Nov 25 – 27, 2013
Europe/Zurich timezone

Coulomb excitation of 140Sm

Nov 27, 2013, 3:20 PM
The Globe (CERN)

The Globe



Malin Linnea Klintefjord (University of Oslo (NO))


The open-shell nuclei with Z>50 and N<82 are known to have some of the largest ground- state deformations in the nuclear chart. The shape of the nuclei in this region are expected to be prolate, except for a small island of nuclei with Z>62 and N≈78, which are predicted to be oblate. Nuclei near 140Sm are therefore expected to be located in a transitional region between deformed and spherical shapes (as a function of neutron number) and between prolate and oblate shapes (as a function of proton number), and shape coexistence may be expected to occur. Indeed, a low-lying excited 0+ state was tentatively assigned in 140Sm, which could be interpreted as a sign for shape coexistence. The measurement of spectroscopic quadrupole moments and transition strengths represents a sensitive test for theoretical predictions in this region. Due to the occurrence of two isomeric 10+ states of \pi(h_{11/2})^2 $ and $\nu(h_{11/2})^{-2} $ configuration the lifetimes of low-lying states are completely unknown. A Coulomb excitation experiment with a 140Sm beam on a 94Mo target was performed at ISOLDE with the typical setup comprising Miniball and a DSSD in June/July 2012. The laser- ionized beam of 140Sm was quasi-pure with an average intensity of 2*10^5 particles per second. At least three excited states in 140Sm were populated during the experiment: the 2+ and 4+ states of the ground-state band and the tentatively assigned 0+ state at 990 keV excitation energy. The statistics collected during the experiment allows the analysis of differential Coulomb excitation cross sections as a function of scattering angle. Experimental details and first preliminary results obtained in the analysis with GOSIA2 will be discussed.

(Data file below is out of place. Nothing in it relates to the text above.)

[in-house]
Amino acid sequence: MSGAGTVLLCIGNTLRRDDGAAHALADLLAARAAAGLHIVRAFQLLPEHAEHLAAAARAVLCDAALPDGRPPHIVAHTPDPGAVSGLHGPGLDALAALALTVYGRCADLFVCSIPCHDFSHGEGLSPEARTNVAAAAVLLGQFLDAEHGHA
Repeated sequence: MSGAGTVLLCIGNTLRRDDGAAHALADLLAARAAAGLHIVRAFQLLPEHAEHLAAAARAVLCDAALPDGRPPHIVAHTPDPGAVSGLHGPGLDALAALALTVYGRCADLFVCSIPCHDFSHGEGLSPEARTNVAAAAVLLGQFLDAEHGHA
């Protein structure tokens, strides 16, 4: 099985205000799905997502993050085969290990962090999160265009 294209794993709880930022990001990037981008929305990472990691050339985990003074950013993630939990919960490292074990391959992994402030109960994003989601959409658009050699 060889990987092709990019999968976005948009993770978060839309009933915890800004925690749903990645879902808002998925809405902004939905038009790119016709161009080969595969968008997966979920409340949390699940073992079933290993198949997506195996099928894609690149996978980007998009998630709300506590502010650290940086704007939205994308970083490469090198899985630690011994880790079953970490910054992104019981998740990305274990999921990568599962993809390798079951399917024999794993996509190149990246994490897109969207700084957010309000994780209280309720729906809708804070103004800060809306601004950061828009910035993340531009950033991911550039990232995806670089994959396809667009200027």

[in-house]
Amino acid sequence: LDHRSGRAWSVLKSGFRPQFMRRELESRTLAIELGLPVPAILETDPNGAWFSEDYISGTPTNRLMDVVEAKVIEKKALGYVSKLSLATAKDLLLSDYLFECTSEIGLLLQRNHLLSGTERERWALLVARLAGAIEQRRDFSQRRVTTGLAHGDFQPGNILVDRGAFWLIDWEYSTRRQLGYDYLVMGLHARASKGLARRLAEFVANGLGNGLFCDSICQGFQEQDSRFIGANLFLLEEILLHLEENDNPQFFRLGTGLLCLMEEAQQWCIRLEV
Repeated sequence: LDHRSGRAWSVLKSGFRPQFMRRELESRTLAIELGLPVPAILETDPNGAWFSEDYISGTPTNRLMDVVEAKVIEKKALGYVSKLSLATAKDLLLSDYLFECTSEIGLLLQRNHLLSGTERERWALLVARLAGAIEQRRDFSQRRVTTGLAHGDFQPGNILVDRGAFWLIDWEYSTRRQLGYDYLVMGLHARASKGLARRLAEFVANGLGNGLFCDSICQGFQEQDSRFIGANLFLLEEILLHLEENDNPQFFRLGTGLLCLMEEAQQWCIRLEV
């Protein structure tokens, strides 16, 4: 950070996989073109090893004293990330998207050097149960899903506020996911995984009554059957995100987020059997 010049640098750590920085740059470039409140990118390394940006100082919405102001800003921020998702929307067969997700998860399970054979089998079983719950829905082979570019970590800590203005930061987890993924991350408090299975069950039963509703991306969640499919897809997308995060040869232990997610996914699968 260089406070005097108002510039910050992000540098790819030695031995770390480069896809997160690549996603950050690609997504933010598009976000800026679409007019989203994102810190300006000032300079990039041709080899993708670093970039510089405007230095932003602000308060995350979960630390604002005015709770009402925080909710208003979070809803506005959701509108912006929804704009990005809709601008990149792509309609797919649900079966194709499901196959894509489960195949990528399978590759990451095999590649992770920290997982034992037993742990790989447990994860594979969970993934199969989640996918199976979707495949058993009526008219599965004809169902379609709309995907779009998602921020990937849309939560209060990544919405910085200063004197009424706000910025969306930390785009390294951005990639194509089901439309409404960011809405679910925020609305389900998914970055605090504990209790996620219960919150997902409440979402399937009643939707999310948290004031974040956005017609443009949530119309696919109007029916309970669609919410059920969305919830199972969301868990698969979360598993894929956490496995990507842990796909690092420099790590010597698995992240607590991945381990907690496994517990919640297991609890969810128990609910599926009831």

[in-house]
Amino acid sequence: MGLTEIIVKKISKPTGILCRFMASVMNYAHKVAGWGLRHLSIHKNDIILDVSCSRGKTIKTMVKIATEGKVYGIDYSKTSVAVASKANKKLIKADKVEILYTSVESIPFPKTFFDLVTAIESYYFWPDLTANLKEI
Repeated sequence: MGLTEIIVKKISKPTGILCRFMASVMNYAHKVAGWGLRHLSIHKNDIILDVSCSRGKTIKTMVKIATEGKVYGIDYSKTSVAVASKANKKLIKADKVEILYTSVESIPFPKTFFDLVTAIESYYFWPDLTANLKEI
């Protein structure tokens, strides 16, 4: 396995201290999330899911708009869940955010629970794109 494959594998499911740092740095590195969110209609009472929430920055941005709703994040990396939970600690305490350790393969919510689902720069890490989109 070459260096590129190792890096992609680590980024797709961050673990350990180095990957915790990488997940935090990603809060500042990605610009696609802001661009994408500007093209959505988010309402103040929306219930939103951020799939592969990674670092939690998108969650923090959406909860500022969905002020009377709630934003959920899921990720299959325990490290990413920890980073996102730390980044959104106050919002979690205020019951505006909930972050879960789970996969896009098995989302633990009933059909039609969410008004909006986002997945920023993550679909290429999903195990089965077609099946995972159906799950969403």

Primary author

Malin Linnea Klintefjord (University of Oslo (NO))


Andreas Görgen (University of Oslo) Ann-Cecilie Larsen (EPF group-Department of Physics-University of Oslo) Francesca Giacoppo (University of Oslo (NO)) Gry Tveten (University of Oslo (NO)) Dr Magdalena Zielinska (CEA Saclay) Dr Sunniva Siem (University of Oslo)

Presentation materials